We now know that around 60% of all cases presenting to primary care have a lifestyle or environmentally related cause, requiring significant changes to behaviours such as diet and exercise for effective long-term management.

But realistically, how easy is it to prompt these changes at the clinical level? And how much time is needed in a consultation to cope with the rising tsunami of chronic disease? Surely, where a pharmacological solution – even of the palliative form – is available it would be more time-effective for a clinician to prescribe this.

The Chronic Disease Management (CDM) items have been designed to assist in this process, providing incentives for care planning, reviews and team care arrangements with allied health professionals. Still, the question remains as to whether lifestyle-change prescriptions work and what level/time commitment is required to make an intervention likely to be successful.

The evidence from a large number of diabetes intervention trials going back to the early Finnish studies is reasonably convincing. They show reduced risk factors and the delay of progression from pre-diabetes to type 2 diabetes with an intensive lifestyle-change intervention.

Indeed, there is a remarkable consistency in these data showing that an average of around 60% more test subjects than controls who take up 1-4 lifestyle changes (quitting smoking, changing diet, increasing physical activity and managing stress), don’t progress to full-blown diabetes over a 2-4 year period.  The figures rise to over 90% for those adopting all changes.

Recent data from the long-term Da Qing study in China have also shown that such intensive interventions can have effects that remain for up to 14 years.

Generally however, these programs have been administered in large-scale community-based trials, where cost effectiveness is feasible. It would be difficult to duplicate the input required at the clinical level, where time is particularly of the essence.

Brief interventions provide an option for doing this. But to date there’s only limited data on their effectiveness, and outcomes vary depending on the type of intervention required.  Hence now may be the time for a sober analysis of their effectiveness.

By far the most studied – and effective – brief interventions have been for smoking, alcohol and drug use. Smoking led the way on this with reports of 5-10% success rates with high quality interventions. And although this may not sound like much, it’s quite significant when compared with other approaches. Some positive findings also come from diabetes and diabetes risk factor management, depression, anxiety, gambling and even weight management.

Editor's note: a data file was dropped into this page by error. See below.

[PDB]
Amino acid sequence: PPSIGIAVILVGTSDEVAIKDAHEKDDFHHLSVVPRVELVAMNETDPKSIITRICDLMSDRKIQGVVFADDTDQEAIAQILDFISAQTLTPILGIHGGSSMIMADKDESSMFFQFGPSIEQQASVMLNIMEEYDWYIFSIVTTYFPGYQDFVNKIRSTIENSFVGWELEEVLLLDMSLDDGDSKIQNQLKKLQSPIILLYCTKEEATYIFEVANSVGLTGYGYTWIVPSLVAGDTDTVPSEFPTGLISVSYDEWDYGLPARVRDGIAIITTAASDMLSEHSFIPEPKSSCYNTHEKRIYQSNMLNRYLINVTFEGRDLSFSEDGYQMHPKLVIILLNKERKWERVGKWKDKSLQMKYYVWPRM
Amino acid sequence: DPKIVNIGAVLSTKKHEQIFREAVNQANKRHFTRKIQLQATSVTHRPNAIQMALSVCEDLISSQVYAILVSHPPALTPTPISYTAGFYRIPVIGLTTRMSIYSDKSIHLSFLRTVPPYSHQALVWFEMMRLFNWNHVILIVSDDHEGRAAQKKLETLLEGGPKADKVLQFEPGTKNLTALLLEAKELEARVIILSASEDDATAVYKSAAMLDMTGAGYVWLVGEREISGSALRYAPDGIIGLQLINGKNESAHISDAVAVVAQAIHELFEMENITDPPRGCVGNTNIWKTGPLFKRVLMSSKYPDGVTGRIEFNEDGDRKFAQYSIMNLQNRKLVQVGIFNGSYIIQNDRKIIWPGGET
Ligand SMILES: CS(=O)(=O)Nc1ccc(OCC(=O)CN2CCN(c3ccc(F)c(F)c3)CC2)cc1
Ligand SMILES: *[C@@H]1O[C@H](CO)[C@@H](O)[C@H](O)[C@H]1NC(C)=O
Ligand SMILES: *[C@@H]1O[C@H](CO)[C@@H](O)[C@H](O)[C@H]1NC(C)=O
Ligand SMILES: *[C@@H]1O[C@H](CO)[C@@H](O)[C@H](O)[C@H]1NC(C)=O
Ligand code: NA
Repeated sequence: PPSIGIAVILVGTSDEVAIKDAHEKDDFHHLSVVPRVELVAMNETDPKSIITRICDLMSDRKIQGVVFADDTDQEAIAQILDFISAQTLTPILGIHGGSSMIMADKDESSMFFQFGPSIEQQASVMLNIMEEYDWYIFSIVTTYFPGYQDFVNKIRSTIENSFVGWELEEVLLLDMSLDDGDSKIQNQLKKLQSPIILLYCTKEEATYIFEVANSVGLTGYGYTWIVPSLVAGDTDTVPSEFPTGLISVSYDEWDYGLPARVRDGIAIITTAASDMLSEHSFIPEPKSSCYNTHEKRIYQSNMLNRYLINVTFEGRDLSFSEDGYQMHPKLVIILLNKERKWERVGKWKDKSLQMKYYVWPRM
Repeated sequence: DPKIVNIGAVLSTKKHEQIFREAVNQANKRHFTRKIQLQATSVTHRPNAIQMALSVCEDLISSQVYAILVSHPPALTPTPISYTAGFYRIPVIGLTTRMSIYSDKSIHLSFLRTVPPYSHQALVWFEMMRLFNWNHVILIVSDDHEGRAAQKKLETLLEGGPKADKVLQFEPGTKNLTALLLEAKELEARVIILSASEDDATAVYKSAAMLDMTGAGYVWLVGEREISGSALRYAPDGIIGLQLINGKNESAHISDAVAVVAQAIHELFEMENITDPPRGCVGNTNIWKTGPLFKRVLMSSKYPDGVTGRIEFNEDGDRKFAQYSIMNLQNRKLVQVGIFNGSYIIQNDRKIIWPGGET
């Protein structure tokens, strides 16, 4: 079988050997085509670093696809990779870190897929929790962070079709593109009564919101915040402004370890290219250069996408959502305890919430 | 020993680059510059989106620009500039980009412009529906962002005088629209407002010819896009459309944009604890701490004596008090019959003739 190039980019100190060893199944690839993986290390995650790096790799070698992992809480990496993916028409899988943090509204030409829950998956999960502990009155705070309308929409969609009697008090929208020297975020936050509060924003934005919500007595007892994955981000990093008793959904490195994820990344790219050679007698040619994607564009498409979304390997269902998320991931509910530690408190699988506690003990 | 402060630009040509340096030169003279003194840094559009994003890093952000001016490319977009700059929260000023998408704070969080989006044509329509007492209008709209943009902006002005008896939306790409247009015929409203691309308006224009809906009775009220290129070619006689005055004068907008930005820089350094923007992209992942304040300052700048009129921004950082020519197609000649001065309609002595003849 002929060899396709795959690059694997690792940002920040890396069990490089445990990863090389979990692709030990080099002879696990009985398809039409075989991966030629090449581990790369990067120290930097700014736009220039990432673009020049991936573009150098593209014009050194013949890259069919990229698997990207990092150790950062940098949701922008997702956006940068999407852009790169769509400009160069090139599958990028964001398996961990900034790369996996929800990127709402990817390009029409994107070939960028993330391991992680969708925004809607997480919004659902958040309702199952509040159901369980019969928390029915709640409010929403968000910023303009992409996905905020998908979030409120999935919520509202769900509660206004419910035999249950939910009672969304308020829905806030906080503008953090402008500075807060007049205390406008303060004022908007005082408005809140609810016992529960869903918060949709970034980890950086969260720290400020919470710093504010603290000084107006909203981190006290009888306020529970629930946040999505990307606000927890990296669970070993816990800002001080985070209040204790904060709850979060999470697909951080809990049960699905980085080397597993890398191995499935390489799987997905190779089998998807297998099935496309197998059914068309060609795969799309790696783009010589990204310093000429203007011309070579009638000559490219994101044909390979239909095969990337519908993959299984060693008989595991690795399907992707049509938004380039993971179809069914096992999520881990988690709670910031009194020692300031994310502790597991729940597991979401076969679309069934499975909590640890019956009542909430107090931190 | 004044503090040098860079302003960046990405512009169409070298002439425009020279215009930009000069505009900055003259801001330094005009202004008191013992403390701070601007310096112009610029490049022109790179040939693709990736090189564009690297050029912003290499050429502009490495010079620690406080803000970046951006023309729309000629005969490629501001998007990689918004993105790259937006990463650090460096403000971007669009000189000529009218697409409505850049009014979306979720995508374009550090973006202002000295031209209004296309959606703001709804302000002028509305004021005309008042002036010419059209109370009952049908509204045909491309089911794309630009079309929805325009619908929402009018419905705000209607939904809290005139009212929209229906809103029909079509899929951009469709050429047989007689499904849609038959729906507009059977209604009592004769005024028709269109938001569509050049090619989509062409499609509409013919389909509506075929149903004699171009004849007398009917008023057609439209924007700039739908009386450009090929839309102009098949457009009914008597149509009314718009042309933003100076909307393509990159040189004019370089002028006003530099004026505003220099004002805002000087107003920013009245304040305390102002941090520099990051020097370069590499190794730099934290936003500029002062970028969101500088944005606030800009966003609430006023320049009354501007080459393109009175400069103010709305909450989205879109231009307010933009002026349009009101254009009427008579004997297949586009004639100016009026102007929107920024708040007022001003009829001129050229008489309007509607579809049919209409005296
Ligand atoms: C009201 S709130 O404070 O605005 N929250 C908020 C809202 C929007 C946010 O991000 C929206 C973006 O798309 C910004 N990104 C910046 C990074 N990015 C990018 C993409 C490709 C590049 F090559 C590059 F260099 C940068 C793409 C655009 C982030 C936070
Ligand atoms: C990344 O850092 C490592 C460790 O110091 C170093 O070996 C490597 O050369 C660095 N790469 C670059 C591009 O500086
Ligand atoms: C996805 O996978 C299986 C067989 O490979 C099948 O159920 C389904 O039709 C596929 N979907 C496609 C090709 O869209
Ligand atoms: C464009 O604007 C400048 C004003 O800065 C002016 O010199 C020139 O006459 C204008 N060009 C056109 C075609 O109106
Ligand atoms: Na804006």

Some consistencies are beginning to emerge in the characteristics of brief interventions that appear to be most effective across risk factors and chronic disease categories. Motivational interviewing skills of the clinician particularly stand out, but the implications from this – the need to quickly recognise and target individual idiosyncrasies, particularly in relation to the stage of change of the patient – are paramount.

Focusing on behaviour change principles – goal setting, self-monitoring, feedback, barrier identification, social support and problem solving – all increase the prospects of success. A focus on screening to provide objectification of a lifestyle problem and increasing self-efficacy (or at least ‘health efficacy’ in this case), or belief in the patient’s ability to succeed in carrying out a (health related) task, can also add to the chances of success.

Moderators that improve the chances of a positive outcome include educational level – the higher the level the greater the prospects, the number of follow-up visits, the literacy of appropriate educational materials matching the health literacy of the patient, and the presence of a supportive partner, family or immediate social circle.

With the emphasis on containing health costs, and with the prevalence of chronic diseases requiring more and more ongoing management, better use of clinical processes for dealing with these is likely to become as important as content knowledge about diseases and their cause. I’ve previously discussed the use of Shared Medical Appointments (SMAs) as a possible adjunct process for managing the lifestyle-related load of chronic disease in these pages.

A skill set in brief interventions might be yet another requirement of the modern clinician faced with the difficult problem of lifestyle change in the modern diseasogenic environment. Unfortunately, the task doesn’t get easier.

Some relevant references on Brief Interventions

  • Chen CP  et al. Development and preliminary testing of a brief screening measure of healthy lifestyle for diabetes patients. Int J Nurs Stud.2013 Jan;50(1):90-9.
  • McNaughton JL. Brief interventions for depression in primary care. Can Fam Physician 2009;55:789-96.
  • Murray E. Screening and brief intervention for alcohol use disorders in primary care. BMJ 2013, Jan 9;346:e8706.
  • National Obesity Observatory. Brief interventions for weight management.  Solutions for Public Health, 2011.
  • Roy-Burne P et al. Brief intervention for anxiety in primary care patients. J Am Board Fam Med 2009;22:175-86.